England coach Stuart Lancaster insists the obituary of French rugby is being written far too hastily as the RBS Six Nations rivals experience contrasting fortunes ahead of Saturday’s clash at Twickenham.
While an elusive Grand Slam is the target for an England side that has recorded three successive, high-quality victories, France have once more been reduced to a rabble.
Defeats by Italy and Wales have condemned the pre-tournament favourites to their worst start to a Six Nations with coach Philippe Saint-Andre under attack over selection and tactics. In his defence, Saint-Andre has complained that the continual influx of overseas players into the financially-lucrative Top 14 is now having repercussions for the national team.
Player release from the all-powerful French clubs also works against Saint-Andre, who must cast envious glances at the agreement struck by the Rugby Football Union and Aviva Premiership. But while Lancaster refuses to reassess the strength of France on the basis of two losses, he insists the English model is starting to produce results.
“It’s a bit early to say that France are suffering,” he said. “It’s far too early on the back of two games to say France aren’t a good side. They beat Australia 33-6 in the autumn and Australia then beat us. While we’ll take something out of their first two Six Nations games, we’ll also take something out of those autumn internationals and make sure we’re ready for them. If you go through the players who will play against us and when you see them in their club colours they are good, experienced, tough, big, physical players. So it ain’t going to be easy.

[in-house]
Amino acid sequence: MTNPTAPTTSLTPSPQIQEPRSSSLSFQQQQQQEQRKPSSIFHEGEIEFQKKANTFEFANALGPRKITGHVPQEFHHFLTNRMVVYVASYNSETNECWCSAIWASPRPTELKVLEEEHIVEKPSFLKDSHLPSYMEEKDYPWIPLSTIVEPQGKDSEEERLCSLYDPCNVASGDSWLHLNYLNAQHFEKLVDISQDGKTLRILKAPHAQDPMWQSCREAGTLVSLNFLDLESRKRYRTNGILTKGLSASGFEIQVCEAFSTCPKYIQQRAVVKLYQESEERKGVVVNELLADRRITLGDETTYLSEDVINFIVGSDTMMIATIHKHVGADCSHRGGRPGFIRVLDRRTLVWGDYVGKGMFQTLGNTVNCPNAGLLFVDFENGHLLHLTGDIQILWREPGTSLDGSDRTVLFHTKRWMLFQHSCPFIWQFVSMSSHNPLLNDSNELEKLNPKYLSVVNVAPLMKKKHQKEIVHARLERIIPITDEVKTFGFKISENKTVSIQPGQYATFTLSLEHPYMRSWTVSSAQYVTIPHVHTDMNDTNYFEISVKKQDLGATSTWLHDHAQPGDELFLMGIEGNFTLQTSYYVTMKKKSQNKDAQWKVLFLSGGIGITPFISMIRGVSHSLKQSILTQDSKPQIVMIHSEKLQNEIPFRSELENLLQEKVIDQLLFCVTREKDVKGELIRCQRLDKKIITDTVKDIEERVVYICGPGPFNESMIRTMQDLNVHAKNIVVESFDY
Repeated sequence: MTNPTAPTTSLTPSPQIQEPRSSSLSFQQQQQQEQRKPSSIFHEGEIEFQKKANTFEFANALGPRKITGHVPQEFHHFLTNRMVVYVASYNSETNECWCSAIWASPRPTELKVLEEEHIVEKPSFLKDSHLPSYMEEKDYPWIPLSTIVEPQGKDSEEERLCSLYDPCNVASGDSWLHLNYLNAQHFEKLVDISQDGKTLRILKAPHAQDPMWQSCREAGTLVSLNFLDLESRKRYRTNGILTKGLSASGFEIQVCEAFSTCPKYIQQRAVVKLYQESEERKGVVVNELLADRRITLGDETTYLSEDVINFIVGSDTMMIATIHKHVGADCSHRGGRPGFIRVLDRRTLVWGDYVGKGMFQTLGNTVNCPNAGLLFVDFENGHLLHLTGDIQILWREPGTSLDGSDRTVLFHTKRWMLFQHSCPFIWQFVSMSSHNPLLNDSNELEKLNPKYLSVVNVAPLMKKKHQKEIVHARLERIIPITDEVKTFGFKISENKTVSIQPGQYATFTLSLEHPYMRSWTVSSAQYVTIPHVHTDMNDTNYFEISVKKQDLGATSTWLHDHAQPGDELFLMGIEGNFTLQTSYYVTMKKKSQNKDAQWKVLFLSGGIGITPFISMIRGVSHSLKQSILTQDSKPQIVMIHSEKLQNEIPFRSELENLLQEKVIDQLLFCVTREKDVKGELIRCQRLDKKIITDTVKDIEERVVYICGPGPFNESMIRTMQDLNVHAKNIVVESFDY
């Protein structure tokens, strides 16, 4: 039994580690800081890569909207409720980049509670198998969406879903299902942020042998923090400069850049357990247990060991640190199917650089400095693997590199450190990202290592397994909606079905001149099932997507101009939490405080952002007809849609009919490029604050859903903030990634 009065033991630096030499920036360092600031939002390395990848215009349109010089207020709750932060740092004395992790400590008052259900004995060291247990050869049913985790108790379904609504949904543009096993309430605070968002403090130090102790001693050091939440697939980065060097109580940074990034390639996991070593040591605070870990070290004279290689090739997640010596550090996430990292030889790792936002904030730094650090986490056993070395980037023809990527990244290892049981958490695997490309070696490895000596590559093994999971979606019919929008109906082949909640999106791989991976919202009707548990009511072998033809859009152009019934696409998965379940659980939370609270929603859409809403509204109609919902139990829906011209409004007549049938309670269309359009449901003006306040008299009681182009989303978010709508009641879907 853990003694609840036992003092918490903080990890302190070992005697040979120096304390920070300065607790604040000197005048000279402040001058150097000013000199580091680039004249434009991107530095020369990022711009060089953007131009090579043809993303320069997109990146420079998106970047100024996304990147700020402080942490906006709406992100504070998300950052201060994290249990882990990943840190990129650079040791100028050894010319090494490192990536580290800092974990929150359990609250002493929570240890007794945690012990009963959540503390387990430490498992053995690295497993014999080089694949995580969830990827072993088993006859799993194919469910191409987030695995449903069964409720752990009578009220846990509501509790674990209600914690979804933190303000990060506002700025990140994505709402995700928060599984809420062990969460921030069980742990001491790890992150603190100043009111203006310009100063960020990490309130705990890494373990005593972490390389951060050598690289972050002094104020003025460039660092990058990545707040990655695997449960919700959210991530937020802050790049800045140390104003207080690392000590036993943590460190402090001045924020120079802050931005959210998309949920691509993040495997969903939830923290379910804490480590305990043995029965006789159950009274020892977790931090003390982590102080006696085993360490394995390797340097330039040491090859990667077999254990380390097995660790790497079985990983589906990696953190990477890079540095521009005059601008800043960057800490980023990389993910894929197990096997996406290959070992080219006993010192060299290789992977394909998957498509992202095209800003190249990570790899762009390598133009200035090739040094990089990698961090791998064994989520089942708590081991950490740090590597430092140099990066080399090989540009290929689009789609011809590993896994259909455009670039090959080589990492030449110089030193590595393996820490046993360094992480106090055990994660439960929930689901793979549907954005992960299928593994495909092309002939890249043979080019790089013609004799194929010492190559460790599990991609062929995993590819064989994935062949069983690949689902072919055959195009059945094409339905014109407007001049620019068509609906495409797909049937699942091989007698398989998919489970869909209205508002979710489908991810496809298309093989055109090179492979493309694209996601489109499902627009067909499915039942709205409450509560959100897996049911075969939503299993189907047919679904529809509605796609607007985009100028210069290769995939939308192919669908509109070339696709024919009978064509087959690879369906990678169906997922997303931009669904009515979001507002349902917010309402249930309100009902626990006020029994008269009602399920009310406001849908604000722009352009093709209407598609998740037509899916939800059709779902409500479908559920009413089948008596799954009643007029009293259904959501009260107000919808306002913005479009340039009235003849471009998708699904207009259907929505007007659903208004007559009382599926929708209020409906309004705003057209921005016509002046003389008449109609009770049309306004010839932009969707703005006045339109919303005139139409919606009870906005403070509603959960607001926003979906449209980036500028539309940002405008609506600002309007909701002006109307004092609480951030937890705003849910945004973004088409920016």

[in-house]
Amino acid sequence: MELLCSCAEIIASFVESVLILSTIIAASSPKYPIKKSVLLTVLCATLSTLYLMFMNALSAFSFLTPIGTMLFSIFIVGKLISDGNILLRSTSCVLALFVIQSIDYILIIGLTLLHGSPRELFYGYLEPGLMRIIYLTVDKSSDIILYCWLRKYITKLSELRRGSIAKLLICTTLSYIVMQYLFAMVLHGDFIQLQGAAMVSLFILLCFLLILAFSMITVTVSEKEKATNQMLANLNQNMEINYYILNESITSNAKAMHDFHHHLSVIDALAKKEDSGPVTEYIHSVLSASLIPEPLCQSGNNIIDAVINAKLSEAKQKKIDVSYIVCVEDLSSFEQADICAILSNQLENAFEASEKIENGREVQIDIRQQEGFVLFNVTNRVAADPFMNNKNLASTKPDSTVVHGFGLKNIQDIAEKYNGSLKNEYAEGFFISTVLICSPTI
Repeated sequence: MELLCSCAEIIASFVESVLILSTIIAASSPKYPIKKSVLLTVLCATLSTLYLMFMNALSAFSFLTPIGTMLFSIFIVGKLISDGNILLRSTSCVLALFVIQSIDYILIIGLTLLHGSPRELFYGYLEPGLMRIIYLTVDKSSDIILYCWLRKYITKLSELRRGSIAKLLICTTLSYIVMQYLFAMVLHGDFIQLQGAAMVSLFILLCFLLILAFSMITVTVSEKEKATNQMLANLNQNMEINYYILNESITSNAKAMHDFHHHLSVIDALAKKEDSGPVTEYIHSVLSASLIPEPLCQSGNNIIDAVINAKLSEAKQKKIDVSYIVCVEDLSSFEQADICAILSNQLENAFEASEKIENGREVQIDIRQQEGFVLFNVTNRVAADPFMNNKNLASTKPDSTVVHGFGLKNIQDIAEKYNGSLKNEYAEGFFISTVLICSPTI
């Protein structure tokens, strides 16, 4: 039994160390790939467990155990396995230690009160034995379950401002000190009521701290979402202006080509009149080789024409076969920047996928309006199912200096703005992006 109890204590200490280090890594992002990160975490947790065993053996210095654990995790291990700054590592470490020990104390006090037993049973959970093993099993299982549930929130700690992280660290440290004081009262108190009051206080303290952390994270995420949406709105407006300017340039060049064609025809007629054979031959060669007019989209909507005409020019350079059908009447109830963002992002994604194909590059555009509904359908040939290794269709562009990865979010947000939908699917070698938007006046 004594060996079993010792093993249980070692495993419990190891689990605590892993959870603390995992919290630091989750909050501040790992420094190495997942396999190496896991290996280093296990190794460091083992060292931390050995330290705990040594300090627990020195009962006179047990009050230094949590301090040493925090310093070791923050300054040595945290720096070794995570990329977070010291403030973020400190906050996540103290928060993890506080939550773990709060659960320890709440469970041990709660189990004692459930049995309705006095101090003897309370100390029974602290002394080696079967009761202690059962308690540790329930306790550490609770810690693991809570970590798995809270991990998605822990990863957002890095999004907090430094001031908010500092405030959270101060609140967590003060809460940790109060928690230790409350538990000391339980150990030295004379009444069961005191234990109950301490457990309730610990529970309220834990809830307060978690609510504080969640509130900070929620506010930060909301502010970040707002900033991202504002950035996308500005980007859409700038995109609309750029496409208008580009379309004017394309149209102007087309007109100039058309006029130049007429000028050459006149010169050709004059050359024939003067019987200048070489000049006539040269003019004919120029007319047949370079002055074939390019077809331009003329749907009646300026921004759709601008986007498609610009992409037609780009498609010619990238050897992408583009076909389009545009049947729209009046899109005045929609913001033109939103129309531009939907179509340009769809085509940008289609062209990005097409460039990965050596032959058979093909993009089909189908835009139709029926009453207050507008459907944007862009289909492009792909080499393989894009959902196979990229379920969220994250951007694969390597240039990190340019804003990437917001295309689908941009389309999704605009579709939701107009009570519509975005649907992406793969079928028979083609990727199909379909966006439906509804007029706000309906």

“But the club-country agreement and the English Qualified Players scheme we have are both really positive initiatives. They were brought in when I started in 2008 and I think we’re seeing the fruits of that coming through now, particularly the English Qualified Player scheme. We’ve got a majority of English-based players in the Premiership which is critical for me. We have key English players playing in key positions like fly-half.
“The quality of the younger players coming through now is also the highest I’ve known it.”
France’s most recent implosion prior to this year’s Six Nations was during the 2011 World Cup when they crawled out of the group stage despite their players being in open dispute with coach Marc Lievremont. Yet they managed to reach the final, which they controlled only to be edged by New Zealand.
“You definitely get a backs-against-the-wall mentality when a team is in the position where they are. You want to prove a point,” Lancaster said. “In the autumn we’d lost two games to Australia and South Africa. We got the response we wanted against New Zealand. France are a dangerous side, full stop.”